“I don’t really remember [the details], but, I mean, I obviously took care of it. But it could have gone very different. That dude was a beast, and there was one point in that fight when I felt his strength — and I was like, ‘Oh man, this might not be my night.’ And, well, then like seconds later my training kicked in — and I kicked over for an armbar and got it done.”
4. Georges St-Pierre
The Setup: UFC 154 on Nov. 17, 2012 in Montreal, Canada.
Background: Without question, Condit’s five-year leap from WEC 29 to UFC 154 marked the finest chapter of a career that has spanned nearly two decades.
Condit’s transition from WEC champion to UFC contender in 2009 was nearly seamless. Following his third straight WEC title defense, “The Natural Born Killer” hit the ground running in the octagon, rattling off five wins in his first six bouts, culminating in a victory over Nick Diaz at UFC 143 that earned Condit interim welterweight gold.
His prize? A title unification bout at UFC 154 against the greatest welterweight of all-time, Canada’s own St-Pierre, in an event staged straight in the heart of enemy territory.
Though Condit ultimately failed against St-Pierre, same as countless men before and after him did, his third-round head kick on the future two-division champion marked the closest St-Pierre came to being knocked out in the final decade of his Hall of Fame career.
Result: St-Pierre def. Condit via unanimous decision (49-46, 50-45, 50-45)
In His Own Words: “The GSP fight, obviously fighting George St. Pierre, who’s one of the greatest of all-time, in Montreal [was big]. And, you know, I didn’t get the victory, but I was real, real close. I have a lot of things that I wish I would have done different in that fight. But I’m proud of the way that it played out. I think we put on a hell of a show, and that one is a classic.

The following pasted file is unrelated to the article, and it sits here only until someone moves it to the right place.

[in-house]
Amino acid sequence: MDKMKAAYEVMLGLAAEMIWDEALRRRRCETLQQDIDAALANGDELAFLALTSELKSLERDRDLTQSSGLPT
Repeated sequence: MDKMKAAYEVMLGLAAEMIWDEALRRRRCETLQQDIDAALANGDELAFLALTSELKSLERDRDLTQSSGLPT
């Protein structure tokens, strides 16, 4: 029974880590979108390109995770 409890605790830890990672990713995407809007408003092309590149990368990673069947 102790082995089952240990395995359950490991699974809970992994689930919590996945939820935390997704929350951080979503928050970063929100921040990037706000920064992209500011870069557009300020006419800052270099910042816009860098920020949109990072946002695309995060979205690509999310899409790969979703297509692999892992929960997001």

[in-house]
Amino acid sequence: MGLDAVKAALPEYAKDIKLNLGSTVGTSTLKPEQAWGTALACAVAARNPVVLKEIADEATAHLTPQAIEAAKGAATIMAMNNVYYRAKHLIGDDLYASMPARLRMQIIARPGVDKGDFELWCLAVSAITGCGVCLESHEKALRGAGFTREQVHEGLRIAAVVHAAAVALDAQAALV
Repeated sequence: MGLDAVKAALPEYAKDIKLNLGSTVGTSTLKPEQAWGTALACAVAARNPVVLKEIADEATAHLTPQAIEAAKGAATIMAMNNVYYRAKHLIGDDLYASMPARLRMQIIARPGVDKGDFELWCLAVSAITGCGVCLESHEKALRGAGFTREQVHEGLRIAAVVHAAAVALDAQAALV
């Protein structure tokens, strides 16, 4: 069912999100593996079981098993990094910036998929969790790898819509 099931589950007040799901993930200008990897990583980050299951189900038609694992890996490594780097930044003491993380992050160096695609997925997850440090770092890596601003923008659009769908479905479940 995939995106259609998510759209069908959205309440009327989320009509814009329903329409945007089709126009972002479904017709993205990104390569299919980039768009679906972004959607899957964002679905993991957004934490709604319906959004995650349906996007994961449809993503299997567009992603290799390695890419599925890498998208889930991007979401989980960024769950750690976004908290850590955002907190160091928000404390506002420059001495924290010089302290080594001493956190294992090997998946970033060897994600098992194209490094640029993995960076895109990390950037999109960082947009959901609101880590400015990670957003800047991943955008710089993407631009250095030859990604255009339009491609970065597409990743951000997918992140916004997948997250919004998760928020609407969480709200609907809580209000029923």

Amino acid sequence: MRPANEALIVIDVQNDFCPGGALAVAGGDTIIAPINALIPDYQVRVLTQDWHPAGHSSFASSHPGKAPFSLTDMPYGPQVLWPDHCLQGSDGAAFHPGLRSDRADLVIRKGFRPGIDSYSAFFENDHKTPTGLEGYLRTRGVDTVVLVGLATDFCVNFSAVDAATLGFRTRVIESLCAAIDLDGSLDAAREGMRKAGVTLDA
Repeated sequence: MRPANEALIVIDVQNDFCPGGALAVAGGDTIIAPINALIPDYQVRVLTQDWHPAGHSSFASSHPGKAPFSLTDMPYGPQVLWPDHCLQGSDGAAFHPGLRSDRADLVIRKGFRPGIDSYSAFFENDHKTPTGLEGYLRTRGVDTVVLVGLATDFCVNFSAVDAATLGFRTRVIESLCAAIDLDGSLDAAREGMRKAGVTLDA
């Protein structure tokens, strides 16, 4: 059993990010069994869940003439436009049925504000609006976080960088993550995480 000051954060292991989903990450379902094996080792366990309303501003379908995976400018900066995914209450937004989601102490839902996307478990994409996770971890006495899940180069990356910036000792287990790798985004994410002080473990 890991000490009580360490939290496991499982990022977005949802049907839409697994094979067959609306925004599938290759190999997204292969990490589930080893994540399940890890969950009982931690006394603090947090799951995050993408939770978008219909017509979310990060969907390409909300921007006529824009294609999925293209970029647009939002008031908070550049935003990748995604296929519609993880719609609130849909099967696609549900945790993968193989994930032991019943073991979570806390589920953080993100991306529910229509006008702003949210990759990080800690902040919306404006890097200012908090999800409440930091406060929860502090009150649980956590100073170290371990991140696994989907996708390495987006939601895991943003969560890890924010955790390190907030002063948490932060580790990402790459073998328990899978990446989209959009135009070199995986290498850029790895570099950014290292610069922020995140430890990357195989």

“I think Georges’ next fight was against against Nick Diaz (at UFC 158) and we talked actually a little bit at that fight, but I haven’t talked to him since.”
5. Martin Kampmann 2
The Setup: UFC Fight Night: Condit vs. Kampmann 2 on Aug. 28, 2013 in Indianapolis, Indiana.
Background: Nine months after his disappointment against St-Pierre, Condit’s back had been thrust firmly against the wall.
Staring down the barrel of the first two-fight losing streak of his big-show run, “The Natural Born Killer” found himself locked into a rematch against Kampmann with his life as a UFC title contender on the line. The Danish striker had bested Condit four years prior, eking out a contentious split decision to spoil Condit’s UFC debut. Yet the American would soon exact his vengeance, rebounding from his two-fight slump with a vintage performance that still stands as one of the finest, most complete outings of his octagon career.
Result: Condit def. Kampmann via TKO (punches and knees) at :54 of Round Four.
In His Own Words: “My second fight against Martin Kampmann, I was coming off the two losses. I’d lost to Georges and then I’d lost to Johny Hendricks. And I think that one is more [special for me], personally, because of the amount of work that I’d put into that fight to make sure that I won the rematch. The first one was so close. I mean, it was a split decision.
“So just to go out there and take care of it, to not leave it to the judges and get it taken care of and get back up after the losses, I actually think it was one of my best performances.”